Tamil Nadu bans usage of multi layer plastic in primary packaging

The order came into effect on 5 June

Items like biscuits cannot be packaged in plastic anymore Photo: Parle

The Tamil Nadu government has banned multilayer plastic packaging of items even at the manufacturing stage, according to a report by the Press Trust of India. The state government has now repealed the previously granted exemption to manufacturers of packaged food that allowed them to manufacture and distribute their pre-packaged food items like biscuits, chips, etc., in plastic packing material.

The order came into effect on 5 June and appears to be an effort by the state government to augment its plastic ban policy to achieve a plastic pollution-free state. Tamil Nadu had banned single-use plastic items, including water pouches, effective from 1 January 2019 in a government order, but omitted the exemption for “plastic bags which constitute or form an integral part of the packaging in which goods are sealed prior to use at manufacturing/processing units.”

Food processing companies that use plastic for packaging eatables, snacks, etc., will not be able to market their products using plastic packaging. However, among exemptions that continue to be in place include plastic used for packing milk and milk products, oil, medicine, medical equipment, plastic carry bags manufactured exclusively for export orders in a plastic industry located in a Special Economic Zone and Export Oriented Units.

Meanwhile, the Tamil Nadu Chamber of Commerce and Industry has strongly objected to the ban issued by the Tamil Nadu government. Its senior president S Rethinavelu said no viable and cost-effective alternative has been found for plastic for packaging food products, especially for vacuum packaging for more shelf life, nitrogen blown packaging to maintain crispness of the product and safety, The Times of India reported in a separate report. Chamber president N Jegatheesan said that with no adequate financial resources to erect new machinery amid pandemic, even if an alternative material is found, industries in Tamil Nadu may opt for permanent closure or shift their units to other states.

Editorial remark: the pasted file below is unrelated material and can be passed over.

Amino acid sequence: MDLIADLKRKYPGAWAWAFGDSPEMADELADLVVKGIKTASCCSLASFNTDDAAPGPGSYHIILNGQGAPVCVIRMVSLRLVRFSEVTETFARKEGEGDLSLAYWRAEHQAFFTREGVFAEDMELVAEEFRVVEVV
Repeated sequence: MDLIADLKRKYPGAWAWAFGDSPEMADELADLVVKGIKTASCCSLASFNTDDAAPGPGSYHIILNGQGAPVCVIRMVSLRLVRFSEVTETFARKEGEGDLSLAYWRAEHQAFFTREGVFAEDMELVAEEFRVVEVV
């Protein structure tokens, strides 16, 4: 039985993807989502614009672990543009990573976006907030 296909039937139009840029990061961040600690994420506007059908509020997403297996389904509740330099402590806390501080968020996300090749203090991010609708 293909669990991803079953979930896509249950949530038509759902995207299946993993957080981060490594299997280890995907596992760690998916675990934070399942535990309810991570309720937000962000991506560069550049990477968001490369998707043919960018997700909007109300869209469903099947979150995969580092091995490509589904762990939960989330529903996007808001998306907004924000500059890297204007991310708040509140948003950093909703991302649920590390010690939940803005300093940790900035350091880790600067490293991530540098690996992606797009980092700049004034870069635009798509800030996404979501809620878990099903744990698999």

The Covid-19 pandemic led to the country-wide lockdown on 25 March 2020. It will be two years tomorrow as I write this. What have we learned in this time? Maybe the meaning of resilience since small companies like us have had to rely on our resources and the forbearance of our employees as we have struggled to produce our trade platforms.

The print and packaging industries have been fortunate, although the commercial printing industry is still to recover. We have learned more about the digital transformation that affects commercial printing and packaging. Ultimately digital will help print grow in a country where we are still far behind in our paper and print consumption and where digital is a leapfrog technology that will only increase the demand for print in the foreseeable future.

Web analytics show that we now have readership in North America and Europe amongst the 90 countries where our five platforms reach. Our traffic which more than doubled in 2020, has at times gone up by another 50% in 2021. And advertising which had fallen to pieces in 2020 and 2021, has started its return since January 2022.

As the economy approaches real growth with unevenness and shortages a given, we are looking forward to the PrintPack India exhibition in Greater Noida. We are again appointed to produce the Show Daily on all five days of the show from 26 to 30 May 2022.

It is the right time to support our high-impact reporting and authoritative and technical information with some of the best correspondents in the industry. Readers can power Packaging South Asia’s balanced industry journalism and help sustain us by subscribing.

– Naresh Khanna

Subscribe Now


Please enter your comment!
Please enter your name here